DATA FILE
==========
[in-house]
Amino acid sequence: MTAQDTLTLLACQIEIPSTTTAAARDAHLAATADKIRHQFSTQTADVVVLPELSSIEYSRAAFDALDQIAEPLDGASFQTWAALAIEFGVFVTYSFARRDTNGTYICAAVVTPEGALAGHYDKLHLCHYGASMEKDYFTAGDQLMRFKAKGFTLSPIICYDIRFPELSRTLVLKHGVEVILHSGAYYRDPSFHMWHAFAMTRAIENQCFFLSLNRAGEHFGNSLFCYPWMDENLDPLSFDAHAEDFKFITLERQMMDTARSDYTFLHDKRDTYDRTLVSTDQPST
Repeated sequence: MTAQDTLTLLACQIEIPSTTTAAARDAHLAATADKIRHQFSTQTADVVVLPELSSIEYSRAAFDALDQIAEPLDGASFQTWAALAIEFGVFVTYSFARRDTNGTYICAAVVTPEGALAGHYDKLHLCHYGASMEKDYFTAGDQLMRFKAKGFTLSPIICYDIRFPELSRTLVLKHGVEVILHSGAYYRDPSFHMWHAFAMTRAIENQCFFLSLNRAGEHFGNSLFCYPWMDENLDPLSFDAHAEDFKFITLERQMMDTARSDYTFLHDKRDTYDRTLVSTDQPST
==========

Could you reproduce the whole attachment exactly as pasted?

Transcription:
[in-house]
Amino acid sequence: MTAQDTLTLLACQIEIPSTTTAAARDAHLAATADKIRHQFSTQTADVVVLPELSSIEYSRAAFDALDQIAEPLDGASFQTWAALAIEFGVFVTYSFARRDTNGTYICAAVVTPEGALAGHYDKLHLCHYGASMEKDYFTAGDQLMRFKAKGFTLSPIICYDIRFPELSRTLVLKHGVEVILHSGAYYRDPSFHMWHAFAMTRAIENQCFFLSLNRAGEHFGNSLFCYPWMDENLDPLSFDAHAEDFKFITLERQMMDTARSDYTFLHDKRDTYDRTLVSTDQPST
Repeated sequence: MTAQDTLTLLACQIEIPSTTTAAARDAHLAATADKIRHQFSTQTADVVVLPELSSIEYSRAAFDALDQIAEPLDGASFQTWAALAIEFGVFVTYSFARRDTNGTYICAAVVTPEGALAGHYDKLHLCHYGASMEKDYFTAGDQLMRFKAKGFTLSPIICYDIRFPELSRTLVLKHGVEVILHSGAYYRDPSFHMWHAFAMTRAIENQCFFLSLNRAGEHFGNSLFCYPWMDENLDPLSFDAHAEDFKFITLERQMMDTARSDYTFLHDKRDTYDRTLVSTDQPST